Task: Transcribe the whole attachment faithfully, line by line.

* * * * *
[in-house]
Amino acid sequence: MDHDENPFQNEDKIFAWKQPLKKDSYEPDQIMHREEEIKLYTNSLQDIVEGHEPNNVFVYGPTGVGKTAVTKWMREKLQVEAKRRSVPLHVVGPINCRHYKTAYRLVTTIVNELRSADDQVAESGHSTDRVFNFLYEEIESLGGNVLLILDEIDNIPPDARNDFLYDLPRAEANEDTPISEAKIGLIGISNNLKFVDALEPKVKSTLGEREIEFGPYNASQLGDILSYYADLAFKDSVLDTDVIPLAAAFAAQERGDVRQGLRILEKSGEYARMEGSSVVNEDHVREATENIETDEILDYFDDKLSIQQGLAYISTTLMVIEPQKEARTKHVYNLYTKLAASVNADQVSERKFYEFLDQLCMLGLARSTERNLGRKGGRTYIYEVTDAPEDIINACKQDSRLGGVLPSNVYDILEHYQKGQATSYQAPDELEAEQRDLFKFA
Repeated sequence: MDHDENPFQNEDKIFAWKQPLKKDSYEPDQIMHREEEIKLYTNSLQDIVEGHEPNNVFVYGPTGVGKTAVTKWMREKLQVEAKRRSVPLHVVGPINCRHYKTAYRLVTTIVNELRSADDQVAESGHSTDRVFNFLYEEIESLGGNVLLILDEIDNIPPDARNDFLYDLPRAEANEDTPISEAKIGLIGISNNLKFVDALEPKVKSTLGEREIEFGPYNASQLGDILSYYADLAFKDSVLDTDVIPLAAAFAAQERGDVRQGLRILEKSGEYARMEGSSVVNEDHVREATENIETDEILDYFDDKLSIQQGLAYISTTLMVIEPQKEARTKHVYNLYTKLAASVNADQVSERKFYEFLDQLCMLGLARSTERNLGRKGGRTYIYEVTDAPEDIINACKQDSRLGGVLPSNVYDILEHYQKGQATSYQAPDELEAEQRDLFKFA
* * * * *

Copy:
[in-house]
Amino acid sequence: MDHDENPFQNEDKIFAWKQPLKKDSYEPDQIMHREEEIKLYTNSLQDIVEGHEPNNVFVYGPTGVGKTAVTKWMREKLQVEAKRRSVPLHVVGPINCRHYKTAYRLVTTIVNELRSADDQVAESGHSTDRVFNFLYEEIESLGGNVLLILDEIDNIPPDARNDFLYDLPRAEANEDTPISEAKIGLIGISNNLKFVDALEPKVKSTLGEREIEFGPYNASQLGDILSYYADLAFKDSVLDTDVIPLAAAFAAQERGDVRQGLRILEKSGEYARMEGSSVVNEDHVREATENIETDEILDYFDDKLSIQQGLAYISTTLMVIEPQKEARTKHVYNLYTKLAASVNADQVSERKFYEFLDQLCMLGLARSTERNLGRKGGRTYIYEVTDAPEDIINACKQDSRLGGVLPSNVYDILEHYQKGQATSYQAPDELEAEQRDLFKFA
Repeated sequence: MDHDENPFQNEDKIFAWKQPLKKDSYEPDQIMHREEEIKLYTNSLQDIVEGHEPNNVFVYGPTGVGKTAVTKWMREKLQVEAKRRSVPLHVVGPINCRHYKTAYRLVTTIVNELRSADDQVAESGHSTDRVFNFLYEEIESLGGNVLLILDEIDNIPPDARNDFLYDLPRAEANEDTPISEAKIGLIGISNNLKFVDALEPKVKSTLGEREIEFGPYNASQLGDILSYYADLAFKDSVLDTDVIPLAAAFAAQERGDVRQGLRILEKSGEYARMEGSSVVNEDHVREATENIETDEILDYFDDKLSIQQGLAYISTTLMVIEPQKEARTKHVYNLYTKLAASVNADQVSERKFYEFLDQLCMLGLARSTERNLGRKGGRTYIYEVTDAPEDIINACKQDSRLGGVLPSNVYDILEHYQKGQATSYQAPDELEAEQRDLFKFA